The Aunties at Temple

An ancient lotus blooms. | Photograph Frances Kai-Hwa Wang

I see in the Hawaii Tribune-Herald newspaper that novelist Lois-Ann Yamanaka is reading at the Kinoole Farmer’s Market. “Jean Yamanaka” is the contact name, so she must be in town visiting her mom or other relatives. I love her work and plan to go, excitedly gathering up all her novels to ask her to sign.

But instead, the books bake in my car as I let myself get caught up with the older Japanese American ladies at the Jodo Shinshu Buddhist temple.

I thought I could go to services 9-10 and then cut out quickly to go to the reading from 10-11:30, but there is no escaping the Aunties at temple. The first time we ever went to this temple, they ran out after us into the parking lot and physically pulled the kids out of the car one by one, insisting we stay for lunch.

Today, they take four-year-old Little Brother by the hand and lead him down to the Fellowship Hall where they load his plate full of blueberry cake, potato chips, lilikoi cookies, purple potato tempura, multi-layered jello, purple potato manju, and fresh lychee. One Auntie is concerned, “He has a cold.” I look at his face and wipe his nose, “No, that’s whipped cream.”

The older Japanese Aunties all talk to me in Japanese. Somehow, I remember enough words from my one semester of college Japanese to be able to respond (for just a few precious volleys). “Doko desuka?” “Keaau desu.”

The two questions all the Aunties ask are: “Where do you live?” and “Who are your parents?” Nobody cares about what my name is or what I do or where I work. I like that.

I do not expect any of them to know my parents, but one of the Aunties finally figures out the connection. She knows who my father is. Then, of course, everybody else knows too. She lives next door to my father’s rental house in Pahoa, and quickly calls over the family who used to live there (it was owned by the man’s father, a master carpenter, who first came from Japan at age 14, what, 100 years ago?). They tell me about all the citrus trees on the property, including their prized Okinawan tangerines. Everybody even knows all about the big family of renters and that they had recently moved out.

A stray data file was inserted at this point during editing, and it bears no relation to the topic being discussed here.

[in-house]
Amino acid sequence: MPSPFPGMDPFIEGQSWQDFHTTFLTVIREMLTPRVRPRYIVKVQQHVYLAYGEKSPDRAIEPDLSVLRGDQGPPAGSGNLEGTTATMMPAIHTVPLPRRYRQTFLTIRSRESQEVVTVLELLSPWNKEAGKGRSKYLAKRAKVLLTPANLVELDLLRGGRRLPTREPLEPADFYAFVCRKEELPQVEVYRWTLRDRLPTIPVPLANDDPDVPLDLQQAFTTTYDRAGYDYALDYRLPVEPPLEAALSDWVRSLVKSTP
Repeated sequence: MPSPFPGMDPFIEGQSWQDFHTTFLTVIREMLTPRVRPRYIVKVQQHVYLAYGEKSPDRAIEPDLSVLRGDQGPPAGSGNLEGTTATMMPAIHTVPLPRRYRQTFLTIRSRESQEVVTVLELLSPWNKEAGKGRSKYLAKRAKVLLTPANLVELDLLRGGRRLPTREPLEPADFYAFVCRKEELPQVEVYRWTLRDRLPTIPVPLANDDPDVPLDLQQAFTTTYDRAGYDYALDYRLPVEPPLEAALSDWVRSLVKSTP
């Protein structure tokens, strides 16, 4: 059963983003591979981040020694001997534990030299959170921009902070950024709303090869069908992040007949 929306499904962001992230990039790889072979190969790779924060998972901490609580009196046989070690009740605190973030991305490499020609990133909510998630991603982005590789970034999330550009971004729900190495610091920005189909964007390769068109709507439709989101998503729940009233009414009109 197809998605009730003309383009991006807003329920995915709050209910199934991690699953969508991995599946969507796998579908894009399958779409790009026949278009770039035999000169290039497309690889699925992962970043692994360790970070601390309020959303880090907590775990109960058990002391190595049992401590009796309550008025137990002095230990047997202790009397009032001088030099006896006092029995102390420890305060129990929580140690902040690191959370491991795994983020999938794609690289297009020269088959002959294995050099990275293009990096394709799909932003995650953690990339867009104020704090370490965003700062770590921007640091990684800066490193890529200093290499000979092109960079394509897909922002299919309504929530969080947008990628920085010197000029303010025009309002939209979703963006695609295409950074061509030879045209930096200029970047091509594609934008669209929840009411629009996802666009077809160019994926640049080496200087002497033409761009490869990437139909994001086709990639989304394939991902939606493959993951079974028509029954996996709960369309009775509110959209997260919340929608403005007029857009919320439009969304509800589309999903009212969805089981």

My father later tells me that when he first bought the house, all the neighbors came to meet him and tell him about when the whole street was young Japanese American families in their 20s, just starting out, just leaving the plantations.

I love the small-town-ness of it all. Everybody knows everything about everyone. You only exist in the context of your family. I think of Lois-Ann Yamanaka with awe as a big-name novelist, but here, she is no different than me, forever the child of our parents. I miss that sometimes in our anonymous modern lives as proud individuals in distant cities standing completely alone on our own accomplishments, which suddenly seem to pale against the question, “Who is your father?”

An earlier version of this essay was originally published at

Frances Kai-Hwa Wang is a second-generation Chinese American from California who now divides her time between Michigan and the Big Island of Hawaii. She is a contributor for New America Media Ethnoblog,,, and She team-teaches Asian Pacific American History and the Law at the University of Michigan and University of Michigan Dearborn. She also teaches writing and is a popular speaker on Asian Pacific American and multicultural issues. Check out her Web site at, her blogs at and, and she can be reached at


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